Eastern Front - Blood on Snow Review
by Matt Hensch
"Blood on Snow" immediately shows signs of a consistent black metal squad. Eastern Front is capable of many feats, but the British warlords lack the raw ability and expertise of their musical partners to truly become a band of legends. Dabbling in the brutalized hide of black metal, Eastern Front makes "Blood on Snow" a violent, abrasive dive into war-themed destruction that simultaneously adds epic, emotive melodies and designs, making their debut very layered and sophisticated despite its outside appearance. I wanted to write a scathing review loaded with jokes and insults the first time I heard "Blood on Snow," but this grew on me a lot. Not only is it a satisfying listen, but a bold one at that. In fact, Eastern Front's dazzling showmanship probably reigns over some works of their main influences.
The band's style is relatively rotated on harsh black metal for a majority of the album. Easily two-thirds of Eastern Front's attack pays homage to some of black metal most inspirational groups with blast beats, tremolo picking and leads, shrieking and growling vocals. Overall nothing too special or original. There is something that makes this band really magnetic though. For example, "Battle Of Smolensk" looks, on paper, like a recipe for disaster, with all the basic tremolo picking and blast beats, but the anthem grows out of its lackluster state and eventually becomes rather enjoyable after a few listens. Of course, the band's structural integrity is coincidentally the record's most prominent woe. Not much of the bloodthirsty rampage goes beyond a bloodthirsty rampage, and that's surprisingly a tad of a letdown considering the lyrical topics revolve around the Russian/German battles during WWII, with the struggles and untimely deaths of military warriors on both sides being a prominent aspect of Eastern Front's musical revelation.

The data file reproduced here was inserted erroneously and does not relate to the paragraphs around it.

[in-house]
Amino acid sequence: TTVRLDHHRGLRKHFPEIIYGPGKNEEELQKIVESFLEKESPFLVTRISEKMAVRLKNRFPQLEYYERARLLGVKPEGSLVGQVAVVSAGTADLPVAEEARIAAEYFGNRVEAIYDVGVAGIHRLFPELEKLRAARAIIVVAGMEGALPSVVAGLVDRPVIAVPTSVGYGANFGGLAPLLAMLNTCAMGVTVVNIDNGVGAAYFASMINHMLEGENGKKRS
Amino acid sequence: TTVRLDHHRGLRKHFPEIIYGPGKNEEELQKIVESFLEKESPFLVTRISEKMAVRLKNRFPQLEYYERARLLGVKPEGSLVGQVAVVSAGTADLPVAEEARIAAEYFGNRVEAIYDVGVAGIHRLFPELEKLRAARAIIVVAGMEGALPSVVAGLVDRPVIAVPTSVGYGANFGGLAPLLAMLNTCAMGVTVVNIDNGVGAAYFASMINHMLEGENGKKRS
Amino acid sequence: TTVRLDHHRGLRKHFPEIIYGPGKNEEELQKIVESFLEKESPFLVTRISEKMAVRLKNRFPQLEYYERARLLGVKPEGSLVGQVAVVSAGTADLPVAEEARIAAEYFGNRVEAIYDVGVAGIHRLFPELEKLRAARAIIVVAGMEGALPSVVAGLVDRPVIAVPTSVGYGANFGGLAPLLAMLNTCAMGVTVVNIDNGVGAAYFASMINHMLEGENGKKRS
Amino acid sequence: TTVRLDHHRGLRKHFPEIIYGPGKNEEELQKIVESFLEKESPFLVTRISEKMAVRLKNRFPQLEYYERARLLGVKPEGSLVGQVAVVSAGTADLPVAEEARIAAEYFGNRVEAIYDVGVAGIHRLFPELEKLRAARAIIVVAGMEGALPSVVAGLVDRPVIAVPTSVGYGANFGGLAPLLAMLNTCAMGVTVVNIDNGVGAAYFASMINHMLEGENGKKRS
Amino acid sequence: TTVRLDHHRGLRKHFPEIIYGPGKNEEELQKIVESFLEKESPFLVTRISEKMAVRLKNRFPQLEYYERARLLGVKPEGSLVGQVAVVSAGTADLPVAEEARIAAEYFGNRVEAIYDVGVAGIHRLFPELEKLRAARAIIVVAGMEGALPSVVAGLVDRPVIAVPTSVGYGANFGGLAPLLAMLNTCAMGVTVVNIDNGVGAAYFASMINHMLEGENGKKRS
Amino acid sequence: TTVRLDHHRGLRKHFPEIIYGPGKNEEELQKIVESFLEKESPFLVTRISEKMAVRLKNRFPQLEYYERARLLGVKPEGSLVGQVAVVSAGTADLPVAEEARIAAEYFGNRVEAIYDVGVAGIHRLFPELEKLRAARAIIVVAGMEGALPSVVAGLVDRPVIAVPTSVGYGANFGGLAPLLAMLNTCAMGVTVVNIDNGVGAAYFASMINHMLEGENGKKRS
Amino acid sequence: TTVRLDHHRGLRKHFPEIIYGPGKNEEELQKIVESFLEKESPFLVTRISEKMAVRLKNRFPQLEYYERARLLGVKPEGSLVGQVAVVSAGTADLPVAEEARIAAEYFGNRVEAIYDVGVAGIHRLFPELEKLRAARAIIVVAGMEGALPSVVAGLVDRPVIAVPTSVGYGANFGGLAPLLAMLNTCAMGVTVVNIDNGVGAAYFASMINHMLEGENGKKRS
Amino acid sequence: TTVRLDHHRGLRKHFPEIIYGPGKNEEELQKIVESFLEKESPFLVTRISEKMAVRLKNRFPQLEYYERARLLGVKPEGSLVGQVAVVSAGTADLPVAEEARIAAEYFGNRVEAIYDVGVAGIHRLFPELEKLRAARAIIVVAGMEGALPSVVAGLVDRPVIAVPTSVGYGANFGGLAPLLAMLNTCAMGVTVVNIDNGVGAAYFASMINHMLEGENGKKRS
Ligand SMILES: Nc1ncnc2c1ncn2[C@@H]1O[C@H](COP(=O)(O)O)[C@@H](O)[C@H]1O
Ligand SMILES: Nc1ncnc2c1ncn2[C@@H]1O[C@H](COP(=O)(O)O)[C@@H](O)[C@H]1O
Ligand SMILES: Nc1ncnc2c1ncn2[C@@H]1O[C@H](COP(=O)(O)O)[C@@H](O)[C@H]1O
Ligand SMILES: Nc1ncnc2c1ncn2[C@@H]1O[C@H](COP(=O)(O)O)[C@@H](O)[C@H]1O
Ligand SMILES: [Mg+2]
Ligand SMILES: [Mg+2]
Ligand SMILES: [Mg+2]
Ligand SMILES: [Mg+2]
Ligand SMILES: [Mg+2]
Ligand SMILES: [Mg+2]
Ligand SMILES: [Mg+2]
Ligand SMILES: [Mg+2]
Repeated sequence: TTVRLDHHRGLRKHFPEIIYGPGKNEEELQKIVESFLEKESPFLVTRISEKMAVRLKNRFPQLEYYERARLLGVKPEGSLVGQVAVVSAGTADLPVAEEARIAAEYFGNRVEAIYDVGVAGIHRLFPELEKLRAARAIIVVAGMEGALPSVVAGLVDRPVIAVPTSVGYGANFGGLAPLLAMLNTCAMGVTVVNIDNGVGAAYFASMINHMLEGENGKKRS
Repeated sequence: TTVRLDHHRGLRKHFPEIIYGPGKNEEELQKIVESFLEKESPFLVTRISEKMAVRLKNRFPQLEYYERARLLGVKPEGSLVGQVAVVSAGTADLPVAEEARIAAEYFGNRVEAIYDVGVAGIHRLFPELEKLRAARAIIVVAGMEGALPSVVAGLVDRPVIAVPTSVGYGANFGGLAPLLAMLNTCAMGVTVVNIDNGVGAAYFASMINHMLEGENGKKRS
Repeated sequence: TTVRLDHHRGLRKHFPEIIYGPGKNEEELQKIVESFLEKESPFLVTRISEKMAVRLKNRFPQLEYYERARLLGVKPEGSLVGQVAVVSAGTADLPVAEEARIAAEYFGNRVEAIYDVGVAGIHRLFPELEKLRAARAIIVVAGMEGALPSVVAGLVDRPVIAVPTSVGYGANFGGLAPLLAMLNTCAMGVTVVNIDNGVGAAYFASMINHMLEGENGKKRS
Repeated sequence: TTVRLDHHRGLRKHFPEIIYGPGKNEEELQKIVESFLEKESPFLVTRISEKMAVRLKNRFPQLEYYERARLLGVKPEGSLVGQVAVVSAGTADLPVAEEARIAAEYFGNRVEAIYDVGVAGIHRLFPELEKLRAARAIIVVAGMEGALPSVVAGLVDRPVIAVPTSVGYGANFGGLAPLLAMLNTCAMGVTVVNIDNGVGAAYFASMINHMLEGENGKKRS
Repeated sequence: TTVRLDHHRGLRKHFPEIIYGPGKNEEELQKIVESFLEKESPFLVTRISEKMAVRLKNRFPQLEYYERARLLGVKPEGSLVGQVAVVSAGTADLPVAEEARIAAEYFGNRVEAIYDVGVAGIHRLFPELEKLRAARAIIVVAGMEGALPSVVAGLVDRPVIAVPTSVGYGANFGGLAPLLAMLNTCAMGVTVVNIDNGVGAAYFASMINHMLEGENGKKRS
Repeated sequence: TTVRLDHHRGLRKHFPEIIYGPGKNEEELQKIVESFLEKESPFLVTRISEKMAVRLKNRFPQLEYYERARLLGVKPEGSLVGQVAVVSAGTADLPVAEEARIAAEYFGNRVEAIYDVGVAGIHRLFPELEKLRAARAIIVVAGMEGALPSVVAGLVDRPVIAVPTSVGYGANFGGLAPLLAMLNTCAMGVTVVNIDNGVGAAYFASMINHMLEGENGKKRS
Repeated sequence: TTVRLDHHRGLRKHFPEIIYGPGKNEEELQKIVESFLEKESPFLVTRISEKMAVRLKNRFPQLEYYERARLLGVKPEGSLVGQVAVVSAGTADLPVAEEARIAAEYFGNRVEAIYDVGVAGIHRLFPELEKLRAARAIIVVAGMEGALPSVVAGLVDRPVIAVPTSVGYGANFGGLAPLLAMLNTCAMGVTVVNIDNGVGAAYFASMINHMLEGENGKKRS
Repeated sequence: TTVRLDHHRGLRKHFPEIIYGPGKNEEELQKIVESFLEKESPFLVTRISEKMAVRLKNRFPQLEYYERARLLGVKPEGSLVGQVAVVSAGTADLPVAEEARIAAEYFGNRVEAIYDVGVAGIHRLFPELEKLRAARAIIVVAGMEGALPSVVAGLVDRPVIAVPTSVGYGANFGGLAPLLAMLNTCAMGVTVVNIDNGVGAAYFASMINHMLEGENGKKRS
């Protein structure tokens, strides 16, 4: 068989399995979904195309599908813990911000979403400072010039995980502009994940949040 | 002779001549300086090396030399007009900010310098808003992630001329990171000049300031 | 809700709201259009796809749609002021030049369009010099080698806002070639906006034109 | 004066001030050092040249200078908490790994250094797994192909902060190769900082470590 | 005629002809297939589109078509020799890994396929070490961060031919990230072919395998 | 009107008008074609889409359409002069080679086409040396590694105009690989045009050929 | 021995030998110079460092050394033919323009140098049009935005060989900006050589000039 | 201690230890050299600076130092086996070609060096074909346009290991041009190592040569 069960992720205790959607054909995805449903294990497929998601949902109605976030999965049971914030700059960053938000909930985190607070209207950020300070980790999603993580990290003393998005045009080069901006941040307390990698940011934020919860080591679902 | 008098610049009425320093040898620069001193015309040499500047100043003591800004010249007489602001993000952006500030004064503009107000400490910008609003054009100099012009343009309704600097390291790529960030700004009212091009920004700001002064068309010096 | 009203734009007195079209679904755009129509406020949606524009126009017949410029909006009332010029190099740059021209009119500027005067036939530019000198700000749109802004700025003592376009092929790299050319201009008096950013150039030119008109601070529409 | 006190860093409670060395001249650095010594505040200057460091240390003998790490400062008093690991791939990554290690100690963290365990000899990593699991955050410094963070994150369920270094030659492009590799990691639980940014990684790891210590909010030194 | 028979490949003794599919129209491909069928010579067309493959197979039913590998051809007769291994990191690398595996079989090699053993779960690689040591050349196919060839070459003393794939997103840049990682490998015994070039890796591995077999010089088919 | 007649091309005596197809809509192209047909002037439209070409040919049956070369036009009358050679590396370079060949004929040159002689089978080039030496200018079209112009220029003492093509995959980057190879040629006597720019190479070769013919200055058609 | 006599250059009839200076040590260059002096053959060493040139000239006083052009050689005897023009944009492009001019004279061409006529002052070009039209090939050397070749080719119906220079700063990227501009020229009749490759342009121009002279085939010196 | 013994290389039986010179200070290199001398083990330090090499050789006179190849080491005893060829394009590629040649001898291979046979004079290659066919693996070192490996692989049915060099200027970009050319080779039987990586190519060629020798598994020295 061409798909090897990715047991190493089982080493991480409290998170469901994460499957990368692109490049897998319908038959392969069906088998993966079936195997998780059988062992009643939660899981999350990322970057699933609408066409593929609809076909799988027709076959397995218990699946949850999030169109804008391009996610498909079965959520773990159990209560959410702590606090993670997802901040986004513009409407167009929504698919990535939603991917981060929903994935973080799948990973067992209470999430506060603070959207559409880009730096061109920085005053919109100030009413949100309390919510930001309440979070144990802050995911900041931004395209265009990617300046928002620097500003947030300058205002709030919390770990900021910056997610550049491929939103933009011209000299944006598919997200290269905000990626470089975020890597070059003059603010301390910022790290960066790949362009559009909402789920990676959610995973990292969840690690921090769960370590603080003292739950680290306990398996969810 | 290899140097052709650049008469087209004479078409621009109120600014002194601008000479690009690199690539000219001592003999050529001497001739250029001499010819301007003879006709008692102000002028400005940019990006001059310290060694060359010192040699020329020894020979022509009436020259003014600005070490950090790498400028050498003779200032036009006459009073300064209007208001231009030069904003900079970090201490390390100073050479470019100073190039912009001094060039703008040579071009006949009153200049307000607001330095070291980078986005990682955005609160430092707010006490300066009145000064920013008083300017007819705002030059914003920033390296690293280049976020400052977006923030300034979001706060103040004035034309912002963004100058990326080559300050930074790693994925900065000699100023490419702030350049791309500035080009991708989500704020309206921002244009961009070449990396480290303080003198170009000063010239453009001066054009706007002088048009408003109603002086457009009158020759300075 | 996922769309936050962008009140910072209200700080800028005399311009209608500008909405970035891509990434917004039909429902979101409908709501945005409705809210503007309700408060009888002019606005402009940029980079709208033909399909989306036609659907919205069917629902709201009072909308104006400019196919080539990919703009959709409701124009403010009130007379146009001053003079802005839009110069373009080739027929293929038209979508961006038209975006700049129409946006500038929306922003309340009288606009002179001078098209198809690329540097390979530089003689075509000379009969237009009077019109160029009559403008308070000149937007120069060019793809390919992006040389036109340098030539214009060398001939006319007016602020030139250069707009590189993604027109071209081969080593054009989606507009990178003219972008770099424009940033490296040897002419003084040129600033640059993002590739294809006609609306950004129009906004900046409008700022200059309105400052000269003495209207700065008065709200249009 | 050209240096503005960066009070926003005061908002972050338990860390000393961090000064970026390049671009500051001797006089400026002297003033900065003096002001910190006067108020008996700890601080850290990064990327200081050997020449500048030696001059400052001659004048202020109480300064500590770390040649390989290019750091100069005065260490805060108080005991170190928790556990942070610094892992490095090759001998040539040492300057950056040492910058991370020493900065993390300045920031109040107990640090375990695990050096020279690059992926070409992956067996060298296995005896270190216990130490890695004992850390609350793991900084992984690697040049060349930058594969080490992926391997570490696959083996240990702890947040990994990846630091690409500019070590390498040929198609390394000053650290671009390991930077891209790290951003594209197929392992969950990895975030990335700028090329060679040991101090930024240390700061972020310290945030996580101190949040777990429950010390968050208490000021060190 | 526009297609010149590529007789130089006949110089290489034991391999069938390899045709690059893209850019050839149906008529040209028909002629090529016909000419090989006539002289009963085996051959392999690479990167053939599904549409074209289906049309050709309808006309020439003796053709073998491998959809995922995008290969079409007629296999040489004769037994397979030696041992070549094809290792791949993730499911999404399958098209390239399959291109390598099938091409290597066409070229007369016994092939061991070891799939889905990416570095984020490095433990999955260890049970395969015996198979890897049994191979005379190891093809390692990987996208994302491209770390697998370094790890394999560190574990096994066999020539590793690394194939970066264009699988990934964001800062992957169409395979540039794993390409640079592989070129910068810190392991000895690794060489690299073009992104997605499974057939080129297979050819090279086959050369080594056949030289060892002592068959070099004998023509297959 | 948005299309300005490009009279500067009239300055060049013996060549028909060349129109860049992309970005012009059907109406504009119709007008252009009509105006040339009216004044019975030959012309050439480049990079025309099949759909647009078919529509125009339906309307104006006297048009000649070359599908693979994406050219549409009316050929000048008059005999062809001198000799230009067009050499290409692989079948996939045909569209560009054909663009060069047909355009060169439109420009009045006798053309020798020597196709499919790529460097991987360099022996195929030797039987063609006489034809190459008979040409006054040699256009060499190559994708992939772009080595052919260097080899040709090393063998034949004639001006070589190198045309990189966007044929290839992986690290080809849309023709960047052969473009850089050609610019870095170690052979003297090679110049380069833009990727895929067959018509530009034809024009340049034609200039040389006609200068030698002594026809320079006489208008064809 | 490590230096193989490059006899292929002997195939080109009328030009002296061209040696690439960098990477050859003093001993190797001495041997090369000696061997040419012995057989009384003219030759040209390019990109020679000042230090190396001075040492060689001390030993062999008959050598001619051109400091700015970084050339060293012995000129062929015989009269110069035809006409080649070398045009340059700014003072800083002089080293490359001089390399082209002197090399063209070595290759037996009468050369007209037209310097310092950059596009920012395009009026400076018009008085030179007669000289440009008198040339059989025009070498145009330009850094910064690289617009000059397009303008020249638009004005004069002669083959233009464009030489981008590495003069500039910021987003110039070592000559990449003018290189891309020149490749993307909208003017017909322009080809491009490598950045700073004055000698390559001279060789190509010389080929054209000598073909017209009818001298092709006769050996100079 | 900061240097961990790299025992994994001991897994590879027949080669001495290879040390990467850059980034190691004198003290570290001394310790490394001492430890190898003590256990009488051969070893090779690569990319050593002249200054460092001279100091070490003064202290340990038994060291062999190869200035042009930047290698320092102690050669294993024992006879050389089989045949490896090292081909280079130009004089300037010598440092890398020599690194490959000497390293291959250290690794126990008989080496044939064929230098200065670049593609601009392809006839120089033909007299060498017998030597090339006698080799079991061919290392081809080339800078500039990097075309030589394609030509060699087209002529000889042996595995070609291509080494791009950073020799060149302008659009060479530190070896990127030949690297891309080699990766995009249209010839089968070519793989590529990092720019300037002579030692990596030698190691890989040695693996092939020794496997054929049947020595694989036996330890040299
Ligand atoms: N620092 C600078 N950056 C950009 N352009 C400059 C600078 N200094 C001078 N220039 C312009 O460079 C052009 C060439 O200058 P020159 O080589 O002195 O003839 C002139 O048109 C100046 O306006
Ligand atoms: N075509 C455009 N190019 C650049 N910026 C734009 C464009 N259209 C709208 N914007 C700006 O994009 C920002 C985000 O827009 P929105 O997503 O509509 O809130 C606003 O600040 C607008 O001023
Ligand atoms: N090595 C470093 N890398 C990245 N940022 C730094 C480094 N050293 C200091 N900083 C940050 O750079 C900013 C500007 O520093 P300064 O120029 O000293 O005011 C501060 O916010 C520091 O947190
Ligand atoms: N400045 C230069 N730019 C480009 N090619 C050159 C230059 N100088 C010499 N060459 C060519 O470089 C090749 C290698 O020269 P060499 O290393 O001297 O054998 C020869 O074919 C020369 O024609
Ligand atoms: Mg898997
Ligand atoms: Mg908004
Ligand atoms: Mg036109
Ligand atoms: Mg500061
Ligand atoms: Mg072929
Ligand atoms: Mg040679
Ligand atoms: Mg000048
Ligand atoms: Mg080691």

Eastern Front makes the goods on a lot of what they do, however; even going above and beyond the call of duty at certain intervals. The first three tracks are pretty basic, just cookie-cutter examples of skin-peeling black metal. The interlude "Dvenadtzat Kilometrov Ot Moskvy" is actually an amazing piece of samples and piano keys which summon a distinct picture of families torn by war trying to cope with the dooming conflict. Totally surreal and excellent; a prime example of what interludes should create for the listener. "At the Gates of Moscow" and "Where Warriors Once Fell" are absorbing epics with layers of brilliant instrumentation and chilling black metal at its very finest. Now if the first half of "Blood on Snow" could match the marching, stellar atmosphere of the album's second piece, we'd have a magnum opus.
Sure, definitely not the most original or unexpected album ever, but it's almost shocking how well it works. Eastern Front is a rare breed. Few bands can take the blast-laden black metal approach and force a flame of rejuvenation within. Of course, there are items that outdo "Blood on Snow" in nearly every category, but this isn't bad for a rookie effort, not at all. Black metal has seen brighter days and blacker nights, but Eastern Front still makes a head-turning dent in the genre's court. This one may surprise you.
Eastern Front - Blood on Snow
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